The Fujifilm X-T10 Review – A small powerhouse

It’s May 2015, and today the world has seen the launch of yet another great X-series camera from FUJIFILM. The X-T10 is the newest addition to the “T” series, which started with the introduction of the X-T1. With its smaller physical footprint it might not seem like much, but don’t let the size fool you. Beneath the modest exterior there is a full spec professional X-series camera.

Thanks to FUJIFILM and its Nordic division, I was able to test out a pre-production sample camera, and really put it through its paces.

DISCLAIMER: The camera tested is a pre-production sample. Changes to firmware and specifications might still occur in the production model. Image quality might not be final either. All sample images from the X-T10 are resized to 2048px at the widest.

Aimed at the young creative students, the serious hobbyists, and as a professionals “carry-round” the X-T10 screams diversity of usage. Everything from the build to the new firmware with its brand new autofocus system just begs to be used in a multitude of situations.

I tried to take this into account when testing the camera. I placed myself in situations that would challenge the autofocus system as much as I could within the timeframe. I  really tried to treat this camera as my “carry-everyday-everywhere” camera. Meaning that I would shoot any kind of task with it. I took it out on the streets, brought it to work, at dinner, at planned shoots, used it for documentary work, took family snapshots, and yes, I even had it on my nightstand!

There are a lot of new things to this camera, so this review might end up a little longer than usual. I will be covering the design aspects, the technical aspects as well as posting a lot of sample shots. At the time of taking the photographs there was no RAW file support, so all images within this review are jpegs.

I will note metadata where relevant, but you can always download the image files and the full metadata are embedded in there. You can click all the images in this review for a larger version.

Features


 Specs

The X-T10 uses the same X-Trans II APS-C sensor and EXR II Processor as we know from the X-T1. It has Mechanical shutter up to 1/4000s and Electronic shutter up to 1/32000s

The EVF is a 2.36 Million dots OLED with a 0.62x magnification. (a bit smaller than the 0.77x of the X-T1). It has the same lag-free superfast refreshrate of 0.005 sec which makes it among, if not THE, best viewfinder available today. The display is a 920K dot tilting LCD.

It uses the UHS-I standard of SD cards, as well as the NP-W126 battery. It also has built in Wi-Fi like all newer X-series cameras, and can be remote controlled using the remote control app.

New Autofocus System

FUJIFILM announced a big firmware update for the X-T1 on may 11th. Available in june, this new firmware adds an entirely new Auto Focus system. The same firmware is already on the X-T10 from date of launch, and will of course dictate most of the features of the camera that I will talk about here.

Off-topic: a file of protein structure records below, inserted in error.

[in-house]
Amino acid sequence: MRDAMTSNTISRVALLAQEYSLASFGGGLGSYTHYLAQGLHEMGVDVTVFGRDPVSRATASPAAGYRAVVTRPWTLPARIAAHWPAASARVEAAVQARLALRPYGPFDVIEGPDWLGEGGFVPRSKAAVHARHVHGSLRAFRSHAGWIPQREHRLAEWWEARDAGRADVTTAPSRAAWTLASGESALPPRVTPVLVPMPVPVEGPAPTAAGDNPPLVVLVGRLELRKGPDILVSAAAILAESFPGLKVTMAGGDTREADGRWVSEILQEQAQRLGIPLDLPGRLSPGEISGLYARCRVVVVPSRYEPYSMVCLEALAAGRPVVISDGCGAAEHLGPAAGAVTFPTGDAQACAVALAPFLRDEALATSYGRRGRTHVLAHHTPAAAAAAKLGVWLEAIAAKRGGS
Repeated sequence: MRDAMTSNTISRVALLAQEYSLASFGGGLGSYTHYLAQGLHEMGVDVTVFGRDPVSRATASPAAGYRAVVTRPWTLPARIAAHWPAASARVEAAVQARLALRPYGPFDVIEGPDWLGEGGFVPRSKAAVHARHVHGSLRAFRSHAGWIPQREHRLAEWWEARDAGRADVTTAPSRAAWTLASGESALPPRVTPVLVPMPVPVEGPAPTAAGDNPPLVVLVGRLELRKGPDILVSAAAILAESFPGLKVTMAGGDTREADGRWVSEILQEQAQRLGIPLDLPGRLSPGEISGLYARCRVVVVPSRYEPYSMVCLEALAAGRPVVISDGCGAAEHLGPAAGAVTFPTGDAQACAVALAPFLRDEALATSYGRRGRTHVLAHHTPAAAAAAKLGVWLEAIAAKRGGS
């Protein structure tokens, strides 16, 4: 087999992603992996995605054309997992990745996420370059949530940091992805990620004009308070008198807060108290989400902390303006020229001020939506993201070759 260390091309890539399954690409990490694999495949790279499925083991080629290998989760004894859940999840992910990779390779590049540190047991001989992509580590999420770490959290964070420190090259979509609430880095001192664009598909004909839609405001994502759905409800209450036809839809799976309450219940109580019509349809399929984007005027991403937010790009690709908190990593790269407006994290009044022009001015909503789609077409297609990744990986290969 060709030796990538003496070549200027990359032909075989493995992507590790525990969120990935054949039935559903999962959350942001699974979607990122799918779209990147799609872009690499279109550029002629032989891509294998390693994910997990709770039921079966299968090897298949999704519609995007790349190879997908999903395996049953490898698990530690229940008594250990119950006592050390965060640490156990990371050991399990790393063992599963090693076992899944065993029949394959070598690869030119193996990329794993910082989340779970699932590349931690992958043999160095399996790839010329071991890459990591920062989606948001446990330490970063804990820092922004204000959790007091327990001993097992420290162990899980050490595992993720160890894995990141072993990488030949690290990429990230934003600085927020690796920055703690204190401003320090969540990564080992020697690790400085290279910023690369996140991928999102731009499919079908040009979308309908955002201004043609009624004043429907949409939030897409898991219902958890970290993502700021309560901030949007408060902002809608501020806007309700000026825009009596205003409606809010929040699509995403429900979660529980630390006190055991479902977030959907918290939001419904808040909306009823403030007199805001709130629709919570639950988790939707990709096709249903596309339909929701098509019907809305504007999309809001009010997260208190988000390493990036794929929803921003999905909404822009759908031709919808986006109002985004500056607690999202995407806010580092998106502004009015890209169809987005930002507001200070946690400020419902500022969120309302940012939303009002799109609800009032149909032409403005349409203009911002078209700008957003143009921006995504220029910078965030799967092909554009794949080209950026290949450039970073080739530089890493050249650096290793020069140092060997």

The new autofocus system has 3 modes of focus.

  • Single Point Focus Mode
  • Zone Focus Mode
  • Wide/Tracking Mode

The Single point focus is basically the same as before. You select from the focus points, and your focus will be within that point. You can make this point bigger or smaller as you see fit. Only the center portion of the frame uses the faster Phase Detection AF, where as the outer areas of the frame use the slower Contrast detect AF. The new thing in the Single Point AF mode is that FUJIFILM now divides the focus point into 9 subareas. The camera now further analyses the focus point as to better determine the correct plane of focus. This makes it incredibly accurate!

Screen Shot 2015-05-10 at 09.44.49

The Zone focus mode lets you select a bigger area of the frame, and within this selection the X-T10 will analyse movement and select appropriate focus. This is especially great for photographing children or even doing fast paced street photography where movement isn’t continuing along a set pattern, but is often completely random. As long as movement is within “The Zone” it will be in focus.

Taken using CH mode with continuous AF in Zone Focus Mode. Classic Chrome jpeg simulation, slightly saturated in post. (click for full-size)

The Wide Tracking mode uses the entire frame. You place your focus point selection over your subject, and half press the shutter. It will then follow the subject across the entire frame. This is especially great for for fast paced cross-frame sports like motorsports, mountain biking, Horse Track sports or gymnastics.

Taken using CH mode with continuous AF with Wide/Tracking. Classic Chrome jpeg simulation. (click for full-size)

The modes all work in both Single shoot AF or as Continuous AF with either 8 fps or 3 fps. These high speed modes are easily chosen on the top plate dial to the left of the EVF.

Taken using CH mode with continuous AF with Wide/Tracking. Classic Chrome jpeg simulation. (click for full-size)

These 3 focus modes in combination makes the X-T10 a camera that just performs amazingly well in all situations imaginable. It really adds to the versatillity of the camera.

Eye Tracking

For portrait photography the new face detection/eye tracking focussystem will actually find the face within your frame, and analyse the eyes. It will set focus to the eye (you choose left or right eye) and it will follow this eye when locked on. This is great for jittery models, or again, for child portrait photography. This mode works incredibly well even with the narrow DOF from the XF56mm f/1.2.

Taken using single point focus mode w/eye-detection feature. (click for full-size)

Lowlight performance